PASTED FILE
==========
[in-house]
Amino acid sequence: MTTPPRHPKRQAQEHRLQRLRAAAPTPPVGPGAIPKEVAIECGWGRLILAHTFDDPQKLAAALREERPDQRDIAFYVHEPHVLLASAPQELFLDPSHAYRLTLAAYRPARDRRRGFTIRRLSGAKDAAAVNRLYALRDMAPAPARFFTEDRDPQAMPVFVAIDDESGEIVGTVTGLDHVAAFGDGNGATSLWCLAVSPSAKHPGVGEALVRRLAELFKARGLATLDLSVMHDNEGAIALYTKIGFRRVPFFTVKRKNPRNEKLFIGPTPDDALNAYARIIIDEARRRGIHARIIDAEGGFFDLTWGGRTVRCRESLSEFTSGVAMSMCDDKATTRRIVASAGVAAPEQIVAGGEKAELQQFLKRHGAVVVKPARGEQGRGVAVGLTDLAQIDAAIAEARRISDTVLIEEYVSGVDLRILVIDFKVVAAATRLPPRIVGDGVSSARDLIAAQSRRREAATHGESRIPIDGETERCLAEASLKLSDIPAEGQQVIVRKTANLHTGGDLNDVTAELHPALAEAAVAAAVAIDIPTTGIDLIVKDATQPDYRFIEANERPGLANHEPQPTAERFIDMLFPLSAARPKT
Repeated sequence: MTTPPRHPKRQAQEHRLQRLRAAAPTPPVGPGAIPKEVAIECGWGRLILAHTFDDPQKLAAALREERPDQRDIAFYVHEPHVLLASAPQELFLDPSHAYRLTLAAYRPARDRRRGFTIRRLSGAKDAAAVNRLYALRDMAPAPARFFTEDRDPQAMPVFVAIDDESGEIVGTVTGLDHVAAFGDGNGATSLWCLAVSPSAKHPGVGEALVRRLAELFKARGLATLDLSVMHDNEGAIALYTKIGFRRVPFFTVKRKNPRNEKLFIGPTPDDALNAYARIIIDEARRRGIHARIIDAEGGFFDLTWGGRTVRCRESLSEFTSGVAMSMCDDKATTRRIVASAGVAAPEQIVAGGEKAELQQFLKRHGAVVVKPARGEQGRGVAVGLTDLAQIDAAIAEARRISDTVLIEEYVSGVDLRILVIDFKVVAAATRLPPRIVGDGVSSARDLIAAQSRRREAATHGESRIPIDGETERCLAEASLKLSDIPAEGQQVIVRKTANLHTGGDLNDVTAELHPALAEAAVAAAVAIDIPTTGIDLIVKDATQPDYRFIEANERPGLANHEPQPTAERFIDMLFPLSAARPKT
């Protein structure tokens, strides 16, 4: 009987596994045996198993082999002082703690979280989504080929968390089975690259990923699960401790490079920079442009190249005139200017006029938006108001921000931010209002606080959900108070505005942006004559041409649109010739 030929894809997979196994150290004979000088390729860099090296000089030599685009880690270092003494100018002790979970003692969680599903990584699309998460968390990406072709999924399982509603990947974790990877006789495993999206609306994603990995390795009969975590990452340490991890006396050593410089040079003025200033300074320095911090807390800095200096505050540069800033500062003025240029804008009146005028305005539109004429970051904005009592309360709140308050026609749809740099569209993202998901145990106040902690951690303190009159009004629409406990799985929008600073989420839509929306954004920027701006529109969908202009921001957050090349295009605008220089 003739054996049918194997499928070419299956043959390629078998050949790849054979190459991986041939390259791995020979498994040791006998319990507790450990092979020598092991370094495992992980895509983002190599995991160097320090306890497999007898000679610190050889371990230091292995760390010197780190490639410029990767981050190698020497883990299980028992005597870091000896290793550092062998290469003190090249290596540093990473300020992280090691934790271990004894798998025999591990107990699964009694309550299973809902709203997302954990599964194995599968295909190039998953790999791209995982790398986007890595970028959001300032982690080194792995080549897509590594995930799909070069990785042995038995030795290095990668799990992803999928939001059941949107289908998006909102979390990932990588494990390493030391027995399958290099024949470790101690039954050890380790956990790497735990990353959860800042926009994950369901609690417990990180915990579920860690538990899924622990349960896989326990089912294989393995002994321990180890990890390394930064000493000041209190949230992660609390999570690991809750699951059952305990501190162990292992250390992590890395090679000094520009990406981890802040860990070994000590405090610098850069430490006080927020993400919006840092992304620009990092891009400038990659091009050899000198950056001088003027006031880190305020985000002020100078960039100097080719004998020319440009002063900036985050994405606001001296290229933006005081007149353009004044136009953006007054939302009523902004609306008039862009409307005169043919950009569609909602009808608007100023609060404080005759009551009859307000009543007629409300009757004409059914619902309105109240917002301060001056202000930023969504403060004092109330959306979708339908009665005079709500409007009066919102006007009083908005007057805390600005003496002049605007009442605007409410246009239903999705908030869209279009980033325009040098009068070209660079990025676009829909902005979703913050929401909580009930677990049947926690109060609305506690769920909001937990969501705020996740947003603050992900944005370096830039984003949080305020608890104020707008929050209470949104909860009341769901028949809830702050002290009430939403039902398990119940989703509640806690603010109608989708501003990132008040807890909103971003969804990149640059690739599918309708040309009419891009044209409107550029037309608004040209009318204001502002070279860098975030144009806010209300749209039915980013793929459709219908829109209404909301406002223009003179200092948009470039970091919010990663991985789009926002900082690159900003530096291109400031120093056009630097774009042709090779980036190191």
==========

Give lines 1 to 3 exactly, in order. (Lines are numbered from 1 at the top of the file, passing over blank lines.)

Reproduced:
[in-house]
Amino acid sequence: MTTPPRHPKRQAQEHRLQRLRAAAPTPPVGPGAIPKEVAIECGWGRLILAHTFDDPQKLAAALREERPDQRDIAFYVHEPHVLLASAPQELFLDPSHAYRLTLAAYRPARDRRRGFTIRRLSGAKDAAAVNRLYALRDMAPAPARFFTEDRDPQAMPVFVAIDDESGEIVGTVTGLDHVAAFGDGNGATSLWCLAVSPSAKHPGVGEALVRRLAELFKARGLATLDLSVMHDNEGAIALYTKIGFRRVPFFTVKRKNPRNEKLFIGPTPDDALNAYARIIIDEARRRGIHARIIDAEGGFFDLTWGGRTVRCRESLSEFTSGVAMSMCDDKATTRRIVASAGVAAPEQIVAGGEKAELQQFLKRHGAVVVKPARGEQGRGVAVGLTDLAQIDAAIAEARRISDTVLIEEYVSGVDLRILVIDFKVVAAATRLPPRIVGDGVSSARDLIAAQSRRREAATHGESRIPIDGETERCLAEASLKLSDIPAEGQQVIVRKTANLHTGGDLNDVTAELHPALAEAAVAAAVAIDIPTTGIDLIVKDATQPDYRFIEANERPGLANHEPQPTAERFIDMLFPLSAARPKT
Repeated sequence: MTTPPRHPKRQAQEHRLQRLRAAAPTPPVGPGAIPKEVAIECGWGRLILAHTFDDPQKLAAALREERPDQRDIAFYVHEPHVLLASAPQELFLDPSHAYRLTLAAYRPARDRRRGFTIRRLSGAKDAAAVNRLYALRDMAPAPARFFTEDRDPQAMPVFVAIDDESGEIVGTVTGLDHVAAFGDGNGATSLWCLAVSPSAKHPGVGEALVRRLAELFKARGLATLDLSVMHDNEGAIALYTKIGFRRVPFFTVKRKNPRNEKLFIGPTPDDALNAYARIIIDEARRRGIHARIIDAEGGFFDLTWGGRTVRCRESLSEFTSGVAMSMCDDKATTRRIVASAGVAAPEQIVAGGEKAELQQFLKRHGAVVVKPARGEQGRGVAVGLTDLAQIDAAIAEARRISDTVLIEEYVSGVDLRILVIDFKVVAAATRLPPRIVGDGVSSARDLIAAQSRRREAATHGESRIPIDGETERCLAEASLKLSDIPAEGQQVIVRKTANLHTGGDLNDVTAELHPALAEAAVAAAVAIDIPTTGIDLIVKDATQPDYRFIEANERPGLANHEPQPTAERFIDMLFPLSAARPKT